They would feel the same about politically connected criminals from the Tamil community if they had heard about them.

The second point on which there is consensus is the need for the authorities to go easy on protests and dissent. The killings in Weliweriya shocked the nation in a way that no other excess by the Security Forces has done in a very long time.

Delivering a strong message on these issues would show that the UN High Commissioner for Human Rights is on the side of the majority of the population.

Majority does not mean the majority community. It means looking after the interests of the powerless, whether they be Sinhalese, Muslim or Tamil.

International solidarity with or support for struggles against the powerful cannot help if it does not take account of the context in which they are going on. It has to respond to the prevailing attitudes in the society, working intelligently to change them over time, acknowledging that it is not just a matter of telling people what to do – they have to be convinced.

The Transitional Government of Tamil Eelam is the perfect example of how to fail.

One of its other demands is a referendum in the North and East on the establishment of a separate state. It says that Tamils should be free to decide their own destiny, just as the Scottish will do next year when they vote on whether or not to leave the UK. But it is not that simple. The Scottish have persuaded the English to accept it. And this effort was needed, because our people could never be completely apart from each other and would not want to be – our lives are intertwined through centuries of sharing the same small island. We have to get along.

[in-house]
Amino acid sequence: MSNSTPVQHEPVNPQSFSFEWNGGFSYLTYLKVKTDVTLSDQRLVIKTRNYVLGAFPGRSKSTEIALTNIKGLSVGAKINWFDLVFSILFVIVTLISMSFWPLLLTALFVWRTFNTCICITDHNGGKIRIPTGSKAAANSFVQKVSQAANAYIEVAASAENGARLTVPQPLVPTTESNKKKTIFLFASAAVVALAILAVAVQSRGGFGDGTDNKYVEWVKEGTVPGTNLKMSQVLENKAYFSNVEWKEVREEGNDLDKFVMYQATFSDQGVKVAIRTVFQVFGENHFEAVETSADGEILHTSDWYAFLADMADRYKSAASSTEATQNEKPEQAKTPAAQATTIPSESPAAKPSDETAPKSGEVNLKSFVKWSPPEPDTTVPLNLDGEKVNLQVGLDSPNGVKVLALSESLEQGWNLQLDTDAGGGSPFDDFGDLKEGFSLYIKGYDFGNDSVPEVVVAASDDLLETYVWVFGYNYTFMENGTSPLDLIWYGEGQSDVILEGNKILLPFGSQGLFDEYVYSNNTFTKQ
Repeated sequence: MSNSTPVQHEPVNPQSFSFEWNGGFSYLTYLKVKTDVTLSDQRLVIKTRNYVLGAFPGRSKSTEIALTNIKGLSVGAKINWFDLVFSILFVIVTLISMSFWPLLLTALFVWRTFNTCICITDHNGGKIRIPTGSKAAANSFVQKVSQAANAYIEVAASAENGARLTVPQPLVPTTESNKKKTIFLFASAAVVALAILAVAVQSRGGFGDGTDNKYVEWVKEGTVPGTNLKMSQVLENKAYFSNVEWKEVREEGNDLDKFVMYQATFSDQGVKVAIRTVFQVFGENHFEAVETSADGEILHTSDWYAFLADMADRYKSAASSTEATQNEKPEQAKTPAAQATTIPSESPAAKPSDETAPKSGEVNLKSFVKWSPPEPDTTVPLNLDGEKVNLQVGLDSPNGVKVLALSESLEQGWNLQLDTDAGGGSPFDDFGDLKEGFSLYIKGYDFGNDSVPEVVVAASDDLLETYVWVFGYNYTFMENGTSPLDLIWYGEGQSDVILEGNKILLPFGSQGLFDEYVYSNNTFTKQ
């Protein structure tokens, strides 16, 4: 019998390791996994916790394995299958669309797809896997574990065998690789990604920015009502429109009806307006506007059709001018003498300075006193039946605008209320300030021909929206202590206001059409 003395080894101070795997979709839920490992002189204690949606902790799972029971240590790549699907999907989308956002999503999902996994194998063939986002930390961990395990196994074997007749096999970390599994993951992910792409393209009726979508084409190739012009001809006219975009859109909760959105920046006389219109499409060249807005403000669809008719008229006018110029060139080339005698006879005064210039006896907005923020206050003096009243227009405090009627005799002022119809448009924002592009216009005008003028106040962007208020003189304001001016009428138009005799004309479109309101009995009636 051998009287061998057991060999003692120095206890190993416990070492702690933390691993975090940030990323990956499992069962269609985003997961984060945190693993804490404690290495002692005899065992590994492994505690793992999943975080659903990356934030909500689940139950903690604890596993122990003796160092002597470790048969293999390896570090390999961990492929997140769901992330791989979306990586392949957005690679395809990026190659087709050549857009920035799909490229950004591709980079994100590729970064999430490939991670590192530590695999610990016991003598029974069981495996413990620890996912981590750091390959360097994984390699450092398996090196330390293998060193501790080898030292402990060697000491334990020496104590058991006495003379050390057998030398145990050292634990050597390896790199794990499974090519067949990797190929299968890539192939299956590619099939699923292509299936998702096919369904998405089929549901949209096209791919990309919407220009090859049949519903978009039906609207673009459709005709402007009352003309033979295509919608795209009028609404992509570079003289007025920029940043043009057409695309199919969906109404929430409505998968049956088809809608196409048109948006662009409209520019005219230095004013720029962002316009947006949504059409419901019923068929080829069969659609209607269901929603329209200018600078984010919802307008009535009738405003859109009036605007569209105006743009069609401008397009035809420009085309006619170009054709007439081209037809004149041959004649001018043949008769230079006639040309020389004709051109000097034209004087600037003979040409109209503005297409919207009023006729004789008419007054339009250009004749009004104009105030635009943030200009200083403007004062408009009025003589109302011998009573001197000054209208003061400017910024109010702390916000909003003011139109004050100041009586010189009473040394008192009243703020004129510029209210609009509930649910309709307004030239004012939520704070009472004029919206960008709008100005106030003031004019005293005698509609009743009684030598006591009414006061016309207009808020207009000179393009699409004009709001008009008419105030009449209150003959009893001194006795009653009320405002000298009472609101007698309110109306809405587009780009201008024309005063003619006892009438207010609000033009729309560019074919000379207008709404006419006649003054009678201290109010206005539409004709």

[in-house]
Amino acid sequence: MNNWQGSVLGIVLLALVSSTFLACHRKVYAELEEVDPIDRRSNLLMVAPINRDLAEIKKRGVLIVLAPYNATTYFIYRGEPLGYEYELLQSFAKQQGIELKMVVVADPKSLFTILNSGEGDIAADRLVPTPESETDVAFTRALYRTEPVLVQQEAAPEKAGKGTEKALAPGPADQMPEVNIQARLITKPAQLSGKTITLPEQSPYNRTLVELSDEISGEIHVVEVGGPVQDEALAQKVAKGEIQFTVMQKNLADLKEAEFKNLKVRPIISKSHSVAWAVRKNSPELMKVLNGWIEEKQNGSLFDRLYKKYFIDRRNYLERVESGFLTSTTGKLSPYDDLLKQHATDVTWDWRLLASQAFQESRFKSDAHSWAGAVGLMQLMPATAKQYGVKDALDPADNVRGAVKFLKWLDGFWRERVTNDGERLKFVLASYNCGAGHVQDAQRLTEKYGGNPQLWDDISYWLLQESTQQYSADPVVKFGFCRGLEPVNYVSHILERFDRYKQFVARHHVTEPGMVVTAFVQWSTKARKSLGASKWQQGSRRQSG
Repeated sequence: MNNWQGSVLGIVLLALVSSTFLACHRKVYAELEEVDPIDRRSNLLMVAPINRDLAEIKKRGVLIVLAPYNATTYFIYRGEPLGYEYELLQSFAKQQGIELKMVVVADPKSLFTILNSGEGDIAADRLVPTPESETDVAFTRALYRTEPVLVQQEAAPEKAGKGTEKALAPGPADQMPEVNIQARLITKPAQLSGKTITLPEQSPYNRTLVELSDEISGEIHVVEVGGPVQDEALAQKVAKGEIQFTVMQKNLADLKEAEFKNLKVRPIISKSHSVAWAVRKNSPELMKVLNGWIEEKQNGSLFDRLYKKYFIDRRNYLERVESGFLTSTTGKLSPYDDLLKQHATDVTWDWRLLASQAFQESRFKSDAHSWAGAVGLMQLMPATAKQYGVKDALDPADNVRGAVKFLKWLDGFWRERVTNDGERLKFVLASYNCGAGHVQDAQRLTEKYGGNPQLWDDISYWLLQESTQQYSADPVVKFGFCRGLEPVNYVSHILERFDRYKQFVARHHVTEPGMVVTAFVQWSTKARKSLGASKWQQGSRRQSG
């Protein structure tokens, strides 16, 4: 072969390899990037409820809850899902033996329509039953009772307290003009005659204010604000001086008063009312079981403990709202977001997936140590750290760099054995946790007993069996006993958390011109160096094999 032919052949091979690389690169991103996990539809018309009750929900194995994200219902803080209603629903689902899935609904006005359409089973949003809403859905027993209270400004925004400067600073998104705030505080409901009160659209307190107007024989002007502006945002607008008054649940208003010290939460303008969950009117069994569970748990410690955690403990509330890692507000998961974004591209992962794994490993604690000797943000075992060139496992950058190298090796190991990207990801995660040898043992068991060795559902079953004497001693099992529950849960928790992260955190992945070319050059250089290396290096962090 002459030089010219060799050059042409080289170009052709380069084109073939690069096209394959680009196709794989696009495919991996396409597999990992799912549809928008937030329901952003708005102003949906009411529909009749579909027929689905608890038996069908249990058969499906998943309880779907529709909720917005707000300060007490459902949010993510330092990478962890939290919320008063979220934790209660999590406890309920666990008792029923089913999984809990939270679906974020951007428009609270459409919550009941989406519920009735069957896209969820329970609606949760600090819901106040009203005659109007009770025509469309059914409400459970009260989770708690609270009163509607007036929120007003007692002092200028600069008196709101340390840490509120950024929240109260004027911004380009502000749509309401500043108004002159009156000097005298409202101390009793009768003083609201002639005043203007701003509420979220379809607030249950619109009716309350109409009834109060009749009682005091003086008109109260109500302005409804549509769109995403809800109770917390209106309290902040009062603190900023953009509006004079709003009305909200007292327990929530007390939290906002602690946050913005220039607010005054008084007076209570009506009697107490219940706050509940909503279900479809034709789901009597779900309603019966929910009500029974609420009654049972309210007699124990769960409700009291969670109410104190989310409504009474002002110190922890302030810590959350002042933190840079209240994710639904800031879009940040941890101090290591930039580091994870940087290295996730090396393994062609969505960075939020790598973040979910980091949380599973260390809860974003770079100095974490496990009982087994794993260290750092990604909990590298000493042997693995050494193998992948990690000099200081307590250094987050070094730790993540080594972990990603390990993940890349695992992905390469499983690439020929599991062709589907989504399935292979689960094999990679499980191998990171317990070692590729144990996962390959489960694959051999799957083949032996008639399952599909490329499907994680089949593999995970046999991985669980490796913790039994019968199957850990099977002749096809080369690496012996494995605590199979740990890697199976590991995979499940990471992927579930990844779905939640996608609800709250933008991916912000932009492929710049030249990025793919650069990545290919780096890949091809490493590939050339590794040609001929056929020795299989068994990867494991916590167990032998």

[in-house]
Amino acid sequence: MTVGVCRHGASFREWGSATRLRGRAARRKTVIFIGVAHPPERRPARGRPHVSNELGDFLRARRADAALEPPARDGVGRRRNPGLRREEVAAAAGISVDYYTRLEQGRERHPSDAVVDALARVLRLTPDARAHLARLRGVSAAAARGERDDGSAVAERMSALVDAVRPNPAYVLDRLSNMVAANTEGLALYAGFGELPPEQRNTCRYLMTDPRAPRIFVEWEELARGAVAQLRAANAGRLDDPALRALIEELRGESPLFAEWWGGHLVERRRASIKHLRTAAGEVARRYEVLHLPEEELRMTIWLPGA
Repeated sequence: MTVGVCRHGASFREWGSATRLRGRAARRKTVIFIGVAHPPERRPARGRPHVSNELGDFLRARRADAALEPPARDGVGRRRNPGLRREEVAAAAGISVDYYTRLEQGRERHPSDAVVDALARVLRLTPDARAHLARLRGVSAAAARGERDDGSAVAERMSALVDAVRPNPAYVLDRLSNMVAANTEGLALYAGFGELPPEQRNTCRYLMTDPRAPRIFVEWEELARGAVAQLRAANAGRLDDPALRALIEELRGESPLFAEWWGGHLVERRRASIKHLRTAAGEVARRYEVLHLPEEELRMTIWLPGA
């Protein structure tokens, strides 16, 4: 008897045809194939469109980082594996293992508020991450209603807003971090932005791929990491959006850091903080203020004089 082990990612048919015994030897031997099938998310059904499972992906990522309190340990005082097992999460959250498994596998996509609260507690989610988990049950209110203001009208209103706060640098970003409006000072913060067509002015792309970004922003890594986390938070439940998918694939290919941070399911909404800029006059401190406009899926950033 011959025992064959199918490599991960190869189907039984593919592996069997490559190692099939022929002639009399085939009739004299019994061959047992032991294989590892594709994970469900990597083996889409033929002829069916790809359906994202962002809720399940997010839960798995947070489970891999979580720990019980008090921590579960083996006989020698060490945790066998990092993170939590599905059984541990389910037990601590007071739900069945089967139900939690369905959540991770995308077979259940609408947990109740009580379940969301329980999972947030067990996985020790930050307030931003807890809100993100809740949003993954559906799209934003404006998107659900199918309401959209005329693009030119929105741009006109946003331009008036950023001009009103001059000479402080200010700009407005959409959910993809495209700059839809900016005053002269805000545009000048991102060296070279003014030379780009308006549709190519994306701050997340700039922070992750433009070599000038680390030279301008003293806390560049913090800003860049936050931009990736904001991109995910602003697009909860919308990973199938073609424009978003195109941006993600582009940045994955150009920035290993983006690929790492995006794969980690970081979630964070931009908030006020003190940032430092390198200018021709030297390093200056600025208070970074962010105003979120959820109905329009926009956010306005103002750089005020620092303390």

Likewise, the Tamils of Sri Lanka have to live with Sinhalese and Muslims.

Of course things can be imposed on small countries from outside, but history shows that this does not tend to work out as intended.

Navi Pillay must concern herself with both means and ends.

Pressing the Government to act on the two points referred to above can open space for others to work, including representatives of the Tamil community.

One person who now seems to have grasped the importance of such an approach is Karunanidhi.

The DMK chief is not known for his measured approach to Sri Lankan issues. But despite the fact that India is fast approaching a parliamentary election, which generally encourages parties in Tamil Nadu to issue ever more radical statements on Sri Lanka in competition with each other – being a matter of foreign policy, they know that they do not have the power to actually do anything, so they can say whatever they like – Karunanidhi has chosen to stress entirely sensible demands of late.

His revival of the Tamil Eelam Supporters Organisation last year did not bode well, but in the protests that he led a few weeks ago calling for India to boycott the Commonwealth Summit, it was a political solution and the full implementation of the 13th Amendment that was stressed.

This is good news for Sri Lanka.

These are things that the Government can and must agree to, and the extra pressure that it is going to be subject to in November if applied in the right direction has a chance of bringing results.

Kath Noble’s column may be accessed online at She may be contacted at